Make us your home page

Today’s top headlines delivered to you daily.

(View our Privacy Policy)

Tropicana Field has a first date, not a proposal

Today is a big day in the process of deciding whether the Tampa Bay Rays will get a new waterfront stadium in downtown St. Petersburg.

There's a 10 a.m. deadline for developers to give the city their proposals for what to do with the site of Tropicana Field, the existing stadium.

The idea is that the old stadium site will help pay for the new one, by being sold, redeveloped as private property, and added to the tax rolls.

So, here's hoping for all the best this morning.

Bring on the artists' renderings! Bring on the green space, the shops! Bring on the urban villages!

But let's be crystal clear about what today is not.

Today is not the day that "proves" the stadium idea will "work." We'll still be a long way from that.

The only thing today will show is whether there are any companies with any ideas that might work.

I do not mean to sound like a party-pooper. I want the plan to work. But at times like these, St. Petersburg is prone to being swept off its feet like a teenager with a crush.

How 20 years fly! Consider an article in this newspaper dated March 20, 1988:

ST. PETERSBURG — The Bay Plaza Cos. plan to build a Mediterranean village of shops, offices and restaurants in downtown St. Petersburg and finish by 1992.

Company officials say it will be an ornate, "food and fashion" mall featuring two nationally known department stores and at least a dozen new restaurants near the waterfront. …

Company president Neil Elsey predicted Friday that the Bay Plaza partners actually will build all the projects in three years, starting by January 1989 and ending in 1992.

This gasbaggery was enough for St. Petersburg to fork over its downtown, its property, its rights of way and its historical heritage. And though it all came to naught, the city, in pathetic denial, allowed it to drag on for years.

I am sure that the companies making proposals today are first-rate and honorable.

But that will not be enough. Nothing will be enough except the eventual contract.

Here is what that contract ought to say:

The taxpayers will never have to contribute any other money.

I don't care if the stadium gets only half-built and sits there rusting.

I don't care if World War III breaks out in the meantime, or if the Tropicana developer files Chapter 11, Chapter 7, or Chapter Zillion.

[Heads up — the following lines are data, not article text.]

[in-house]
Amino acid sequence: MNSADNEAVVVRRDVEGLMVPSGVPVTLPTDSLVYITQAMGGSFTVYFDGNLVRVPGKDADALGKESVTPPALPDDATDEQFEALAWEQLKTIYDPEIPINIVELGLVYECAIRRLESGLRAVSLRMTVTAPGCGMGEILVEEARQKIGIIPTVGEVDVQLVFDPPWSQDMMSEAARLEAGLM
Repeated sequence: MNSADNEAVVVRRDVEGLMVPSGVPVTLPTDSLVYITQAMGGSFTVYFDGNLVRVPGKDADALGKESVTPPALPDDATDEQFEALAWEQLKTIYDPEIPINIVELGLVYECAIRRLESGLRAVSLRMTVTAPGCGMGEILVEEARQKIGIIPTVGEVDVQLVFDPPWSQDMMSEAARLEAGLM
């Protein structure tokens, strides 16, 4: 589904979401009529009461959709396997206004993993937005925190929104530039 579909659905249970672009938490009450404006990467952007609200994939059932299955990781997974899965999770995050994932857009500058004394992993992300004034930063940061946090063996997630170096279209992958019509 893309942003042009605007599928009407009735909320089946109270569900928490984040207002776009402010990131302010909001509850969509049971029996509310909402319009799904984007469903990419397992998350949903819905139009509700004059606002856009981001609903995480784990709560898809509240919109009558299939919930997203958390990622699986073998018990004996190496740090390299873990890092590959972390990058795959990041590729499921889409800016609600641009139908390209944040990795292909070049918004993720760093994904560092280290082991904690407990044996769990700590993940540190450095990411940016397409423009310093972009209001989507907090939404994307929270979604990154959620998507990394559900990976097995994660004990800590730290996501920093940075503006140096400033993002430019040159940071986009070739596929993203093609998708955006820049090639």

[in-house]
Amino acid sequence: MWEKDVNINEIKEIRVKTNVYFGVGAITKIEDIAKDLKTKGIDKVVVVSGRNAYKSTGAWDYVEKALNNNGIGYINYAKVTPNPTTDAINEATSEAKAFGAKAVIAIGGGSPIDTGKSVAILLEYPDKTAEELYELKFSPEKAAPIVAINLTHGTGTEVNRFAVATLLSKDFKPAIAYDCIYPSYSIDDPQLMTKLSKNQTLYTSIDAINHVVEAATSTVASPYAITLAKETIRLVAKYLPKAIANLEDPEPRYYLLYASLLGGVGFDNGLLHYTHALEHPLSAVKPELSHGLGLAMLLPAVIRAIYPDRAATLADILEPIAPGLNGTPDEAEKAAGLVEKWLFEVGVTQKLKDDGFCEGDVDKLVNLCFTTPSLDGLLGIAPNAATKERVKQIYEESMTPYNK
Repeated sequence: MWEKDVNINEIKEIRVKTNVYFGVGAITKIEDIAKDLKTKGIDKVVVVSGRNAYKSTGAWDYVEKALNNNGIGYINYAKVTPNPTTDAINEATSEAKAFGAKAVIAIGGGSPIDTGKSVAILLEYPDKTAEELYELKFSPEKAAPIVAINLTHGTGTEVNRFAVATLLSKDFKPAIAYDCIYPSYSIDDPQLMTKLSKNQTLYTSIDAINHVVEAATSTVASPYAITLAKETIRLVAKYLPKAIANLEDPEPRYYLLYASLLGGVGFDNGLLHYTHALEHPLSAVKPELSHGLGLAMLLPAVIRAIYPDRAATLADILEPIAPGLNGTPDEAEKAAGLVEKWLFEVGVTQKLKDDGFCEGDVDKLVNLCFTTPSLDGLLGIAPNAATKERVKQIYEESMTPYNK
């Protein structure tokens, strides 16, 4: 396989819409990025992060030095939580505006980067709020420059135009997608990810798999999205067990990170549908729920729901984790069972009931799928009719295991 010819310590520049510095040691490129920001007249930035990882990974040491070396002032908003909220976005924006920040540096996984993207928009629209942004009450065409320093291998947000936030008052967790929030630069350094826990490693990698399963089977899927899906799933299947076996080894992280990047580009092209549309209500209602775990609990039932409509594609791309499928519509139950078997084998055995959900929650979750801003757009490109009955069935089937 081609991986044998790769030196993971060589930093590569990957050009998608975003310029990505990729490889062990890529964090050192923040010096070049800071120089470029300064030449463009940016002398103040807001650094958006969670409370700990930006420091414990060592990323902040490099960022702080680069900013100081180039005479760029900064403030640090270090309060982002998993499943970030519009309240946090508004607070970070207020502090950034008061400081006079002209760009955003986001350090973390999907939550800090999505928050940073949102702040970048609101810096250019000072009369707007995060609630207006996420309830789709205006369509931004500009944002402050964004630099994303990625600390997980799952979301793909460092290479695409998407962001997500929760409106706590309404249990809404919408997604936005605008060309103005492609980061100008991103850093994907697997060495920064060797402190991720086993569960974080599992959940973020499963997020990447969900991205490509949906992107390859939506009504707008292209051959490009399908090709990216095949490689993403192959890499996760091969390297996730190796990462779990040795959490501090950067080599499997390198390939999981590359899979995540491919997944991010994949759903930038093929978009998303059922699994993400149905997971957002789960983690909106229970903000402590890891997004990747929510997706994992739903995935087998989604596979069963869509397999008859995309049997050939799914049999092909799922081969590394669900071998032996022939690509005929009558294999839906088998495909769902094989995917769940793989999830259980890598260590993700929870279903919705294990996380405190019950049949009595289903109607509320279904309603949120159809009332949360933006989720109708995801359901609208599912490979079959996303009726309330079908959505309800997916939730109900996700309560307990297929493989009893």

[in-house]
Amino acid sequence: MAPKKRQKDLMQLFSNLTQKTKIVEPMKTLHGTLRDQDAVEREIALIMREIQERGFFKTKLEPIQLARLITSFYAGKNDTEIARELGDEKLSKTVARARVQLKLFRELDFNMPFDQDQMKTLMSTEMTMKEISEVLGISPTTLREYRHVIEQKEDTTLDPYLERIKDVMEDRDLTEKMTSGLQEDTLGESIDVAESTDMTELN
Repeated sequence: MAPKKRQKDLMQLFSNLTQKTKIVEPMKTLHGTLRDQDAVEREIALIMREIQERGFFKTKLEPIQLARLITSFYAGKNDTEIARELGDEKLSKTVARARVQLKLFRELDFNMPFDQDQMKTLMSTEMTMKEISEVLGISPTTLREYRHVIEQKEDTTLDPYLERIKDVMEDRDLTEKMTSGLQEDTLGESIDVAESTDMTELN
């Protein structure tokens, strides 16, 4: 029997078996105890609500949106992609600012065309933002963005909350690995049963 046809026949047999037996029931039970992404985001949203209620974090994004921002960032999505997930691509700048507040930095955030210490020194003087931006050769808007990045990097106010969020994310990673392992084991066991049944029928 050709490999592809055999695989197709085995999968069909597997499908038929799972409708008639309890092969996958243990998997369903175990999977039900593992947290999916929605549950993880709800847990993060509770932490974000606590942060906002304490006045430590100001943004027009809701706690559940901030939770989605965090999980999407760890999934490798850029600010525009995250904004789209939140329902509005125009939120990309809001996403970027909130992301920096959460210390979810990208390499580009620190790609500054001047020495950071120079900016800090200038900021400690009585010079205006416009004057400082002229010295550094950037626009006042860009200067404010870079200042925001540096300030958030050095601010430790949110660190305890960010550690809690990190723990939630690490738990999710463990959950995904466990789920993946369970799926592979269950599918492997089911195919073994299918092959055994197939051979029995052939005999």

Never, ever, not one dime.

Here is what would be good: a vault filled with $300-million in platinum bars, with the city holding the only key, to be used the first time that the Tropicana site fails to generate the required revenue.

I would also like the developers' firstborn children, and their grandchildren's piggy banks. I'd like insurance policies and performance bonds, too.

That's the attitude that St. Petersburg should maintain as it opens the envelopes.

But if history is any guide, by the end of the day, city leaders will be gushing about how "excited" they are. And they will be scrawling the name of the developer in their school notebooks, surrounded by little hearts, and sighing.

• • •

Got a question or comment about current events? I'm holding a live chat on TroxBlog from noon to 1 p.m. today. Look under the "Blogs" menu at

Tropicana Field has a first date, not a proposal 03/17/08 [Last modified: Monday, March 24, 2008 10:43am]
Photo reprints | Article reprints

© 2017 Tampa Bay Times


Join the discussion: Click to view comments, add yours

  1. Romano: The choice does not have to be poverty or gentrification

    Local Government

    The memories must be protected. The music and the lore, too.

    The owner of Sylvia's Queen of Soul Food is refusing to give the city information on the restaurant's sales as required by his contract to occupy the city-owned Manhattan Casino. The information is needed to calculate whether the nonprofit Urban Development Solutions, headed by Larry Newsome, owes the city more than the $3,000 monthly base rent.
  2. Tests show North Korea earthquake not caused by nuclear test


    SEOUL, South Korea — South Korea's weather agency said a magnitude 3.0 earthquake was detected in North Korea on Saturday around where the country recently conducted a nuclear test, but it assessed the quake as natural.

    People watch a TV news program reporting North Korea's earthquake, at Seoul Railway Station in Seoul, South Korea, Saturday, Sept. 23, 2017. South Korea's weather agency said an earthquake was detected in North Korea on Saturday around where the country recently conducted a nuclear test, but it assessed the quake as natural. The signs read " The weather agency said a magnitude 3.0 earthquake was detected in North Korea." [Associated Press]
  3. New 6.2 magnitude earthquake centered in southern Mexico


    MEXICO CITY — The U.S. Geological Survey says the new earthquake to strike Mexico had a magnitude of 6.2 and was centered in the southern state of Oaxaca.

  4. Bucs players respond to Trump comments on anthem protests


    President Donald Trump shared his thoughts Friday night on NFL players protesting during the national anthem, suggesting that NFL owners should "fire" players who kneel during the anthem in protest. His remarks are alreading drawing responses from many NFL players, including some Bucs.

    Bucs players Mike Evans and Jameis Winston stand with coach Dirk Koetter during the national anthem in a game played in San Diego last season.
  5. Rays morning after: Wilson Ramos showing glimpses of what's possible in 2018


    The real payoff for the Rays signing C Wilson Ramos last off-season will come in 2018, when he can play a full season fully recovered from right knee surgery.

    Catcher Wilson Ramos connects for a two-run single in the fifth inning against the Cubs on Sept. 20, 2017.